Monitoring Agent: Elevate Your Observability With Inspector

Valerio Barbera

The last fundamental concept to fully evaluate whether, and how, to invest in a monitoring stack is the type of monitoring agent.

Very briefly, a monitoring system is always composed of two elements.

The agent, which is a software package that you must install in your application or infrastructure.

And the dashboard to view the data.

Monitoring Agent

In principle there are two types of agents.

One that requires to be installed at the infrastructure level, therefore on servers or virtual machines. In this case we can define it as an Infrastructure-Driven tool.

Other tools, however, offer monitoring agents in the form of purely software libraries, which are therefore installed as a library among the application dependencies, and therefore we can define it as a Code-Driven tool.

As you can see in this slide, the infrastructure-driven tools look at your application from the outside of your code. So they couldn’t be able to provide some types of information, but they can grab very deep feedback from the server level.

The Code-Driven tool instead lives inside your application, so they can gather really helpful information about the execution of the application code, but they are less coupled with the server.

It really depends on what you are more interested in.

Software Developers or Operations Hands?

Very often I have noticed that when the platform has a monitoring agent installed on the servers, then the interaction with the monitoring platform is in the first instance in the hands of the operations team, i.e. the team that deals with the management and maintenance of the infrastructure.

Even more so if technologies such as Kubernetes, containers or similar are involved, or Infrastructure as a Service platforms in general.

While if the agent is in the form of a software library, the control of the monitoring system passes into the hands of the software developers.

At first glance it may seem like just a technical feature, which instead has a significant impact on the success of the adoption of a specific monitoring solution.

This is because it drastically impacts the developer experience.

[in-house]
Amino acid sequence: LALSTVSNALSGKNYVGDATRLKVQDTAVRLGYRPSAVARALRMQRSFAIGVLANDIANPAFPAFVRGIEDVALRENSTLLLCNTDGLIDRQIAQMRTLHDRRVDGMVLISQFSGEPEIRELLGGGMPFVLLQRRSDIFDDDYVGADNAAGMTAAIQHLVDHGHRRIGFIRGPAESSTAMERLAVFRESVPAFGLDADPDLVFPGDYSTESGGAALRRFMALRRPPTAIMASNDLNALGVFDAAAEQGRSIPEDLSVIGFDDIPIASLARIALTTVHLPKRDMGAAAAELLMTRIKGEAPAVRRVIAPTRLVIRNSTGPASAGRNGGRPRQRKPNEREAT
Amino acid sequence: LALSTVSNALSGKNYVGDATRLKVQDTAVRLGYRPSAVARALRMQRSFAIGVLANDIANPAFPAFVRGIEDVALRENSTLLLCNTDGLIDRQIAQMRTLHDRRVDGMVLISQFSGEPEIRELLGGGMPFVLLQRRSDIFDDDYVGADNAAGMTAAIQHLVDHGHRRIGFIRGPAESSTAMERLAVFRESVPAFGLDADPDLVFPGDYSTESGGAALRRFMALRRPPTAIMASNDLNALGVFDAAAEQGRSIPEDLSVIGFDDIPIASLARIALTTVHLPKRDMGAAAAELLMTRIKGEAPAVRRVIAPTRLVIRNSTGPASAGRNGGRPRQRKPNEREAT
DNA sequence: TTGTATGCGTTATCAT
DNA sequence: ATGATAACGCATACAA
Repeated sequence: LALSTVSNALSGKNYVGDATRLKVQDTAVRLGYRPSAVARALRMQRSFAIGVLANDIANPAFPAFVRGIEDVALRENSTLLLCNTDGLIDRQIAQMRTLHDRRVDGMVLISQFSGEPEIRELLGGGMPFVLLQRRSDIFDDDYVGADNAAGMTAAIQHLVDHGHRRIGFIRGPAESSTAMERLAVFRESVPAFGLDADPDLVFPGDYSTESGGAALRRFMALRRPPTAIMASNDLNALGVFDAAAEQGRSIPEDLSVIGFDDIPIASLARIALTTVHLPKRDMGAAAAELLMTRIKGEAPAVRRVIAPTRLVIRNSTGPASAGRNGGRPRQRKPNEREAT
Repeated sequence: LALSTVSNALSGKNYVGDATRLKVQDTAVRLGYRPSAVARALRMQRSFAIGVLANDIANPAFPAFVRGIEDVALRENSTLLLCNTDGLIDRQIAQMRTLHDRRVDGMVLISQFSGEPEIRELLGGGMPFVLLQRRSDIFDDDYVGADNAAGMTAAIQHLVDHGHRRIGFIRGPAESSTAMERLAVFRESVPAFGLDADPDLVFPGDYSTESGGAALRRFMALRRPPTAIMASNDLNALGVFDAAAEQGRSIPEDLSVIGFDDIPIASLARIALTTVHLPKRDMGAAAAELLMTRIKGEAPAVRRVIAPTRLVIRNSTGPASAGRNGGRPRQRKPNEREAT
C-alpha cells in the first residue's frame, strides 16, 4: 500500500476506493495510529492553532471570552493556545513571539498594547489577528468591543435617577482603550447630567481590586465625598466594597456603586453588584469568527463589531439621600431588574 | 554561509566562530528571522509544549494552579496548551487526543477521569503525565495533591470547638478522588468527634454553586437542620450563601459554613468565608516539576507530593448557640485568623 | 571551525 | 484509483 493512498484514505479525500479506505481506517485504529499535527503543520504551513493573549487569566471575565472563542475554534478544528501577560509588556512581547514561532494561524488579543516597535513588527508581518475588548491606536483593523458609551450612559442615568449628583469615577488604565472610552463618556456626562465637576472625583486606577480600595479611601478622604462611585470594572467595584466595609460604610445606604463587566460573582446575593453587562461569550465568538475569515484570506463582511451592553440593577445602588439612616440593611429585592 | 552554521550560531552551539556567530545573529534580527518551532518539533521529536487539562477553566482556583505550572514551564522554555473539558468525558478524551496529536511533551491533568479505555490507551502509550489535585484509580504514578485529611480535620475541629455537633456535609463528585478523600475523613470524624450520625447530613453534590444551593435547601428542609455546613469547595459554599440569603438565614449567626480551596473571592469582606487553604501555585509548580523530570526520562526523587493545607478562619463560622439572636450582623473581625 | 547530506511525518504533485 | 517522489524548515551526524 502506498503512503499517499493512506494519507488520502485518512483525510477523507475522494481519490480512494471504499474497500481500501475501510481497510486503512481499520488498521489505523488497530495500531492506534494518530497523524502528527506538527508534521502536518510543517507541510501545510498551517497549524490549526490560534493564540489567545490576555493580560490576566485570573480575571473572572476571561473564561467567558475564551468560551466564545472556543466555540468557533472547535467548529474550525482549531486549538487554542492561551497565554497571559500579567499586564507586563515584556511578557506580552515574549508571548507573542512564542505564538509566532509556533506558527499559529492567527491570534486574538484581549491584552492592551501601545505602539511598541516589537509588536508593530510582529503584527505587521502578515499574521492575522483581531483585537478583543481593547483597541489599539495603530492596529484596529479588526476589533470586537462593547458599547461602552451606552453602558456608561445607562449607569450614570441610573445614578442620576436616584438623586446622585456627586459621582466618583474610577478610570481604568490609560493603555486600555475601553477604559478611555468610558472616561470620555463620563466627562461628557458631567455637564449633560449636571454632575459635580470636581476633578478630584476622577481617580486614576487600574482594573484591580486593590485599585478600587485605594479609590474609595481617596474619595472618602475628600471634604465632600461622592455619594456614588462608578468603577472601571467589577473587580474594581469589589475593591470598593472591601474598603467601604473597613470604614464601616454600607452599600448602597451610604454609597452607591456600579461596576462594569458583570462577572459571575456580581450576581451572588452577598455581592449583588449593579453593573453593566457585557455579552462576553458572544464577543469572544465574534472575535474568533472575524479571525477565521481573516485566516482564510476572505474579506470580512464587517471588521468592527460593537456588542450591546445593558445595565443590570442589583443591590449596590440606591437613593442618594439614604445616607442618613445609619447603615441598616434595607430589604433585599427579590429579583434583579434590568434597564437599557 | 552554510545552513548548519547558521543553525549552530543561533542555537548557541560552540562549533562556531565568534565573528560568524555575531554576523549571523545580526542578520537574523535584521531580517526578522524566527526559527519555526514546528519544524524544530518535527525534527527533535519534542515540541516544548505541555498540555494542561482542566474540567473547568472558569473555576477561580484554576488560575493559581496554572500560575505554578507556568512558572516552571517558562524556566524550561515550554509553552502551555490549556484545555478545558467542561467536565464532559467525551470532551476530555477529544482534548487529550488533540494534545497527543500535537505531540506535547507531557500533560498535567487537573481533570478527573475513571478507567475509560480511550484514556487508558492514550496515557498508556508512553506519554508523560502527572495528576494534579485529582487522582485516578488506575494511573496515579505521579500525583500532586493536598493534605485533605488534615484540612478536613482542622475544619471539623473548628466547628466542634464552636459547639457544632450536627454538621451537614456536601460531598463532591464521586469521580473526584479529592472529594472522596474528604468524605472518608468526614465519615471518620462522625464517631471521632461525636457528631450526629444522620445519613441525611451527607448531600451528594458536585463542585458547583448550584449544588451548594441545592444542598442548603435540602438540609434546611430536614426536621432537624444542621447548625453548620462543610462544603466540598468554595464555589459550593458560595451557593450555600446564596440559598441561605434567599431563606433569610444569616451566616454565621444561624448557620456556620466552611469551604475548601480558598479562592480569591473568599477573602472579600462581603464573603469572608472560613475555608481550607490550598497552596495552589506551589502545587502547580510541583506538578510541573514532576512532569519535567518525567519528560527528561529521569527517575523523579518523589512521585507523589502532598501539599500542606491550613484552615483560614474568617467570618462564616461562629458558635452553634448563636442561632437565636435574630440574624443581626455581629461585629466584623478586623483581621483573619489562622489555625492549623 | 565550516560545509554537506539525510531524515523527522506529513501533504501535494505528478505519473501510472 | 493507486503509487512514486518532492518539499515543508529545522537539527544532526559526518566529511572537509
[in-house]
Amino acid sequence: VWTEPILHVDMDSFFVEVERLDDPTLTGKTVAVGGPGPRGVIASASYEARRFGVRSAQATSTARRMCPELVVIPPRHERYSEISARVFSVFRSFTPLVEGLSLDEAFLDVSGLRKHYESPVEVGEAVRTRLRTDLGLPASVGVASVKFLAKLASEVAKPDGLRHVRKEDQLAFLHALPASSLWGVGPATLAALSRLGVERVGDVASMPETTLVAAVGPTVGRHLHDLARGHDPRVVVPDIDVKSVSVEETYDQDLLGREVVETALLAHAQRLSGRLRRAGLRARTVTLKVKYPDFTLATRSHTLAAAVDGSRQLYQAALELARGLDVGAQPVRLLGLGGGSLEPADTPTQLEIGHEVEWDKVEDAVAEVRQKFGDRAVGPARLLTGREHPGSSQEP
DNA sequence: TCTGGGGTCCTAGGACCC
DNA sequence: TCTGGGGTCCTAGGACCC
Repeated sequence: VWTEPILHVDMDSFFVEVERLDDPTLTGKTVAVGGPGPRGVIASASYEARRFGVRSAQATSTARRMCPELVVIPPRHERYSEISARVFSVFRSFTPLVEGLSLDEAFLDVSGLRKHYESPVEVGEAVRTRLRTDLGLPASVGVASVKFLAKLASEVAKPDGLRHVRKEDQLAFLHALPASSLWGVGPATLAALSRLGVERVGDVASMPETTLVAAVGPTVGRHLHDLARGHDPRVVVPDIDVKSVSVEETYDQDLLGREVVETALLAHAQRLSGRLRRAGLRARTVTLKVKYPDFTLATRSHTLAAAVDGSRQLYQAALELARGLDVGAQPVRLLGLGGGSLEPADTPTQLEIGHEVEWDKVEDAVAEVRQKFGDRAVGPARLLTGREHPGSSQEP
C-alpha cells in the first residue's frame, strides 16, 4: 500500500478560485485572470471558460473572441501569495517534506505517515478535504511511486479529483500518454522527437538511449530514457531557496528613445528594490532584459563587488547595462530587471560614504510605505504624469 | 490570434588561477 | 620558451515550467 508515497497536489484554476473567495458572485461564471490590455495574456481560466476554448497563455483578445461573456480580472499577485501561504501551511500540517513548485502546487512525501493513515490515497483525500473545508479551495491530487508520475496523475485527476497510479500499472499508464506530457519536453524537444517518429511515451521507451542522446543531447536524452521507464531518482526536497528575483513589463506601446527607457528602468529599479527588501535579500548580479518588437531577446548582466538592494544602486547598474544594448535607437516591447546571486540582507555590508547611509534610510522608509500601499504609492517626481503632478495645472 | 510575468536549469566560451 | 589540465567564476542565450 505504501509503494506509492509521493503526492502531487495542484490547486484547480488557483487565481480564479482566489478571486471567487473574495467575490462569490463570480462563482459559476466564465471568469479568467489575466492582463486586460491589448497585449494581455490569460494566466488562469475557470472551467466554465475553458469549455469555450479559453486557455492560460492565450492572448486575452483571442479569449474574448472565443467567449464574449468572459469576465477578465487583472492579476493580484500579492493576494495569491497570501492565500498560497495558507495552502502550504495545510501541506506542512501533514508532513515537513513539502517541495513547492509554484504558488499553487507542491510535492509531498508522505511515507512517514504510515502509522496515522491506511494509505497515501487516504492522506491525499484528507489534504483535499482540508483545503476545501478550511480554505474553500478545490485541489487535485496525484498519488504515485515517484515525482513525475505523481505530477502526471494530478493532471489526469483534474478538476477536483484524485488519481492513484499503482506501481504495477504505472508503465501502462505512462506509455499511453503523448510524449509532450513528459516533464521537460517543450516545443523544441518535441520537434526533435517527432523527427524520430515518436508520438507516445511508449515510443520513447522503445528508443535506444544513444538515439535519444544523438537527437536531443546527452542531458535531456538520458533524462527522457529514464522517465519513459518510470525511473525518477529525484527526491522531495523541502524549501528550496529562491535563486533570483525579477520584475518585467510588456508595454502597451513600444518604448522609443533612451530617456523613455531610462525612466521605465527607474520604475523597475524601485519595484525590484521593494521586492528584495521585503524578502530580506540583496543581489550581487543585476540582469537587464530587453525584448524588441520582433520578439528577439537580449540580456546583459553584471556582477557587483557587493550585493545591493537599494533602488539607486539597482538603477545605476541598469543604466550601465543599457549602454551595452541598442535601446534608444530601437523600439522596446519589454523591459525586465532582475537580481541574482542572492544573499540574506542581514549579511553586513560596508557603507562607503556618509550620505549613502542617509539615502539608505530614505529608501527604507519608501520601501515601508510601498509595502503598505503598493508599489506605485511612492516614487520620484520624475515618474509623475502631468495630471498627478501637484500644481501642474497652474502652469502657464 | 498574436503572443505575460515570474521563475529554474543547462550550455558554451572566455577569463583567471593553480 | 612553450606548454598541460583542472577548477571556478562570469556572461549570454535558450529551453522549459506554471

These two teams (Infrastructure Management and Application Development) are often two distinct working groups. Therefore, depending on who is in charge of the interaction with the monitoring system, the other will find himself acting as a passive user and losing interest.

Promote efficiency

The conflict between different teams or members inside a company is one of the most relevant problems that I have noticed, especially as the size of the team grows.

Since today 90% of Observability platforms provide an agent that requires to be installed on infrastructures, and are therefore tools managed by operations teams. As a software developer you risk experiencing monitoring as a bad experience, which does not bring value to your daily work, but rather complicates it.

The direct consequence is that today monitoring is perceived as too complex by software developers, imagining that it is viable only for large companies.

However, it could just be the wrong tool for your team’s needs.

I hope I have given you a useful contribution to free you from these prejudices and help you improve your developer experience.

You now have the right information to better evaluate your real needs and the data you may need to make your software development activity successful.

Don’t be afraid of experimentation, you never know what insights you’re going to uncover inside your application that could end up making all the difference.

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Now you are able to release bug fixes after a few minutes the error occurred without human intervention in between. Learn more on the documentation.

Are you responsible for application development in your company? Monitor your software products with Inspector for free. You can fix bugs and bottlenecks in your code automatically, before your customers stumble onto the problem.

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